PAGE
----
Carol A. Hand
“Believe those who are seeking the truth. Doubt those who find it.” Andre Gide (1869 – 1951)
I remember that I began to question if there really was such a thing as the “one truth” at an early age. As a young child born of two cultures, I went to protestant Sunday school, the faith of my Anglo-American father, and catholic catechism, the religion forced on my Ojibwe mother in an Indian boarding school.
Image: Feather Symbol of Truth
I was curious and inquisitive, and a bit of a rebel even then. Each teacher had repeatedly assured us that only their religion was based on the one and only truth. When they asked us to repeat the “facts” we were supposed to memorize from the lessons of the previous week, I decided to test the “truth.” In Sunday school, I would repeat what I had memorized for catechism class. And in catechism class, I would eagerly raise my hand to share what I had learned in Sunday school. Needless to say, neither one was pleased with my answers – perhaps they merely thought I was a little slow.
“Truth persuades by teaching, but does not teach by persuading.” Quintus Septimius Tertullianus (160 AD – 230 AD), Adversus Valentinianos
By the age of eight, I realized that I needed to learn more before I decided what truth was for myself. I’m still exploring this question more than sixty years later.
What is truth? According to Webster’s dictionary (1989), truth is “conformity with fact or reality…; a verified or indisputable fact, proposition, principle, or the like” (p. 1521). This definition only leads me to ask more questions. What are “facts” and “reality?” These are foundational questions I needed to deal with as a researcher. Interestingly, the answers differ depending on who you ask.
Research paradigms in academia have become a different type of religion. Adherents of quantitative and qualitative research methodologies believe their approach is the only legitimate way to discover what is true.
“On the ontological issue of what is real, the quantitative researcher views reality as “objective,” “out there” independent of the researcher. Something can be measured objectively by using a questionnaire or an instrument. For the qualitative researcher, the only reality is that constructed by the individuals involved in the research situation. Thus multiple realities exist in any given situation: the researcher, those individuals being investigated, and the reader or audience interpreting a study. The qualitative researcher needs to report faithfully these realities and to rely on voices and interpretation of informants.” (Creswell, 1994, pp. 4, 6, emphasis in original)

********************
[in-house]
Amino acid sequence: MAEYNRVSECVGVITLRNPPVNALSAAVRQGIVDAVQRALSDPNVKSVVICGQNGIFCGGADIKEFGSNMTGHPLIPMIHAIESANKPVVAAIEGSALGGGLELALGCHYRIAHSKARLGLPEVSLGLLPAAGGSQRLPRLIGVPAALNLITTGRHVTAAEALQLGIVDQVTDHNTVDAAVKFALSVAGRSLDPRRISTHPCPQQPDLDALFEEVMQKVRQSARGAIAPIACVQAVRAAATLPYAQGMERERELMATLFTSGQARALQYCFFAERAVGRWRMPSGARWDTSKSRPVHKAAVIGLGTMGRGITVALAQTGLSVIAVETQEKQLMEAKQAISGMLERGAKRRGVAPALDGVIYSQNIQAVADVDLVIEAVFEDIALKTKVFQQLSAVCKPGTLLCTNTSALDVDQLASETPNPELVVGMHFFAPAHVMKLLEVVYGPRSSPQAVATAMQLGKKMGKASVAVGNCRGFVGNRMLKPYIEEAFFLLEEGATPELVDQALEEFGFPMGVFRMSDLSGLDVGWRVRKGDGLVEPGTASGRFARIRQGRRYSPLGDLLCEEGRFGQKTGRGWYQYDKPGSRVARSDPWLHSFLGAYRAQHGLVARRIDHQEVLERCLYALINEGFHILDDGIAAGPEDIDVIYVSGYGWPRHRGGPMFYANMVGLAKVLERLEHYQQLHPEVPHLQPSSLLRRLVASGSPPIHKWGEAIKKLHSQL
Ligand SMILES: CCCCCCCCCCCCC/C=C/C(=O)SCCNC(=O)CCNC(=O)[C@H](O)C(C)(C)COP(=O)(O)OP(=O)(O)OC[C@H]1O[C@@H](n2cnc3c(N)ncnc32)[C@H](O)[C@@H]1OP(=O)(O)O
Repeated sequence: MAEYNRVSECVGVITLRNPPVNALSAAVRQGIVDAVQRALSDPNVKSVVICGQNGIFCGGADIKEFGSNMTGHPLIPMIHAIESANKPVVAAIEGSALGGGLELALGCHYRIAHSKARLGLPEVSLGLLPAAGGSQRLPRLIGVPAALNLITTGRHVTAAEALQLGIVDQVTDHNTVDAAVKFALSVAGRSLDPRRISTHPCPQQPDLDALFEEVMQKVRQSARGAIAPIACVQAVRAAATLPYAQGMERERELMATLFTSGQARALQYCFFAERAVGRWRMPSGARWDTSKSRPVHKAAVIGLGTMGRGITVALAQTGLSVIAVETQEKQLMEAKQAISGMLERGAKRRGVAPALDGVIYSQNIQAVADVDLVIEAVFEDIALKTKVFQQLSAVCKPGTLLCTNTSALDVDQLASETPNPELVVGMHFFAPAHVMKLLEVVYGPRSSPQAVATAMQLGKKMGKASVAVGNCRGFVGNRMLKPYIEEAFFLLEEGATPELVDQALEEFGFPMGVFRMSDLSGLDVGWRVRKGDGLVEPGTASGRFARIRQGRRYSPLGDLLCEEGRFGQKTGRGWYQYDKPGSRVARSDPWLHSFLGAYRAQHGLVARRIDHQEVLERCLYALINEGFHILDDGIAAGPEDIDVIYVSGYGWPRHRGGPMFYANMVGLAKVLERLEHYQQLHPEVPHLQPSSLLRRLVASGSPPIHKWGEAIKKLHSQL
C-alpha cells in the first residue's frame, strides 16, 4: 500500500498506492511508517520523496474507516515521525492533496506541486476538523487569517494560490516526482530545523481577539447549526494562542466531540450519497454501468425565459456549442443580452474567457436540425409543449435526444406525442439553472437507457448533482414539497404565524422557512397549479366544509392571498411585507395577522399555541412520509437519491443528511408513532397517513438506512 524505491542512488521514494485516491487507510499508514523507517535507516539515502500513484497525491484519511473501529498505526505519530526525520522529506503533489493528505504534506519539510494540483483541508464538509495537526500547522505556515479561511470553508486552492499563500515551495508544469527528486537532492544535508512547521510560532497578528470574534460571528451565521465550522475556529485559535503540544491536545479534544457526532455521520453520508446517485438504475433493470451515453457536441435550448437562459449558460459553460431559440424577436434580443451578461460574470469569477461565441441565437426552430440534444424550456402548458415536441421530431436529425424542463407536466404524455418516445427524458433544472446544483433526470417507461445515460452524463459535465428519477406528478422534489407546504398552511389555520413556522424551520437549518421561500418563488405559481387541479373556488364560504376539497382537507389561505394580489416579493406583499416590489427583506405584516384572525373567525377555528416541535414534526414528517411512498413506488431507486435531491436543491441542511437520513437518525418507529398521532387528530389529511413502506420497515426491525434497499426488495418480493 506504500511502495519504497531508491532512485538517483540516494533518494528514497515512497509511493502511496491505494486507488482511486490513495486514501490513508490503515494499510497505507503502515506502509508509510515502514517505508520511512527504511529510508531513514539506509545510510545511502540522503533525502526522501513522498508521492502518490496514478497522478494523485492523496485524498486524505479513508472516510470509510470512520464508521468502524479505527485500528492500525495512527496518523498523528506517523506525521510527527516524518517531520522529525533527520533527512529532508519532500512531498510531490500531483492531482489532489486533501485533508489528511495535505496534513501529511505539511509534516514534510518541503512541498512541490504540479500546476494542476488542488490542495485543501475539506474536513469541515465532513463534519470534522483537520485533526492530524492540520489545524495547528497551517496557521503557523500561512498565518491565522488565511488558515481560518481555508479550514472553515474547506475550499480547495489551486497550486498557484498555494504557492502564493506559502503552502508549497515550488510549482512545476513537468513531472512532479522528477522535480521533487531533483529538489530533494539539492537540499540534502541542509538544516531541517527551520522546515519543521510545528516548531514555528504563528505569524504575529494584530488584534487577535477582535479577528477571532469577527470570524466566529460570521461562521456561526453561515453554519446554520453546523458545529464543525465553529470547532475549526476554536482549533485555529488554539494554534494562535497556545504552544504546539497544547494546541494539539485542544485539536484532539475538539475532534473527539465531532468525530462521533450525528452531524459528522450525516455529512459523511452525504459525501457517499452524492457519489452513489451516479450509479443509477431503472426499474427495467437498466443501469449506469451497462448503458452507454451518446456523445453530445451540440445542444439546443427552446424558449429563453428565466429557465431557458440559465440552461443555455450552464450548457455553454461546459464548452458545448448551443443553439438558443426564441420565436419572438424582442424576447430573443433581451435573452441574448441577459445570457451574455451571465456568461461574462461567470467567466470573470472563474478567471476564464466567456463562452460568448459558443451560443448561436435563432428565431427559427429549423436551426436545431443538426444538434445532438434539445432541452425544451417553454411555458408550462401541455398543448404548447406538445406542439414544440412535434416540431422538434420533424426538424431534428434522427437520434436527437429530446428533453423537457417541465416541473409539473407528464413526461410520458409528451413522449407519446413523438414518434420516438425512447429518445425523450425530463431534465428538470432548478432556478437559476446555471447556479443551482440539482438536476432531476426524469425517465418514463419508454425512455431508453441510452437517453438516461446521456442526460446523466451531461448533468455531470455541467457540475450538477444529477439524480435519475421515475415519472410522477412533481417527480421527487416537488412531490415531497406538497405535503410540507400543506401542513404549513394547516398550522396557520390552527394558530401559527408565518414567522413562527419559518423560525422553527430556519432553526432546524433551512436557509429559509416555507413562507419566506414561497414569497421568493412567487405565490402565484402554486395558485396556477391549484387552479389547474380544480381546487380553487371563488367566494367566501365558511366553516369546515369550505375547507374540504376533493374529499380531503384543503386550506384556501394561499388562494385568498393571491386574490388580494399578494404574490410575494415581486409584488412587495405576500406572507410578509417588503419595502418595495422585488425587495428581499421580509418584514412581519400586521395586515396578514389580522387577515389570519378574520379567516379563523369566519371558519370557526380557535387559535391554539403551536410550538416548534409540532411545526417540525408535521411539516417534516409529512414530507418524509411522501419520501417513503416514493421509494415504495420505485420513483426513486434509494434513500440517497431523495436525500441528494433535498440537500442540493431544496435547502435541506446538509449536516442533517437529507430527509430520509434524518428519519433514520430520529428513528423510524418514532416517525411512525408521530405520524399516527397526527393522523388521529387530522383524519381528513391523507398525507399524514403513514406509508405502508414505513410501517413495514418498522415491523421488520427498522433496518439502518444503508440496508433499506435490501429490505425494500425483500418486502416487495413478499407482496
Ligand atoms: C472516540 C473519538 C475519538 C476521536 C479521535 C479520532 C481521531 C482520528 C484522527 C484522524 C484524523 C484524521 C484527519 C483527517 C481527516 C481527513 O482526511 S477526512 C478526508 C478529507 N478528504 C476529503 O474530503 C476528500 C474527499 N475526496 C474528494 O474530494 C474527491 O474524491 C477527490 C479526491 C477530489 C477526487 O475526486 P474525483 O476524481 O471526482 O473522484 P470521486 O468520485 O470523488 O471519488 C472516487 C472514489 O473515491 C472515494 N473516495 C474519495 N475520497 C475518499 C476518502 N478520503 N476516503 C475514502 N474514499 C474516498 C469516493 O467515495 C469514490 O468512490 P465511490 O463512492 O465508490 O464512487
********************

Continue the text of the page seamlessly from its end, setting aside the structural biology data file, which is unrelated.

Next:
Is truth knowable? One of the examples that struck me in graduate school was a metaphor that Hyemeyohsts Storm (1972) used to describe the importance of one’s position when trying to discover reality. Imagine we are all seated in a large circle. If we place a multifaceted object in the center, say an elephant (drawing on another example), each of us would only be able to see what was in our frame of sight. What we see is tangible and “real,” but it’s only a small part of the whole. Now, take a concept like mental health and place it in the circle. Each of us would interpret what it is differently based on our culture, experiences and education. The version of reality that is accepted as true is almost always that which is held by those in positions of power in any given society and era.
“Say not, ‘I have found the truth,’ but rather, ‘I have found a truth.'” Kahlil Gibran (1883 – 1931)
Why is it so difficult to accept that many truths are possible? So many lives have been lost or destroyed throughout history because people needed others to accept their deeply held notions of truth. I end with the quote by Rumi that inspired this reflection. I believe the world would be a different place today if people had heeded his wise counsel.
“The truth was a mirror in the hands of God. It fell, and broke into pieces. Everybody took a piece of it, and they looked at it and thought they had the truth.” (Rumi)
In Storm’s example of the circle and Rumi’s metaphor of the broken mirror, all perspectives and fragments are necessary if we are to understand reality, the first step in discovering truth. It’s also the first step in building peace.
John W. Creswell (1994). Research design: Qualitative and quantitative approaches. Thousand Oaks, CA: Sage Publications.
Hyemeyohsts Storm (1972). Seven arrows. New York, NY: Ballantine Books.
Webster’s encyclopedic unabridged dictionary of the English language (1989). New York, NY: Gramercy Books.
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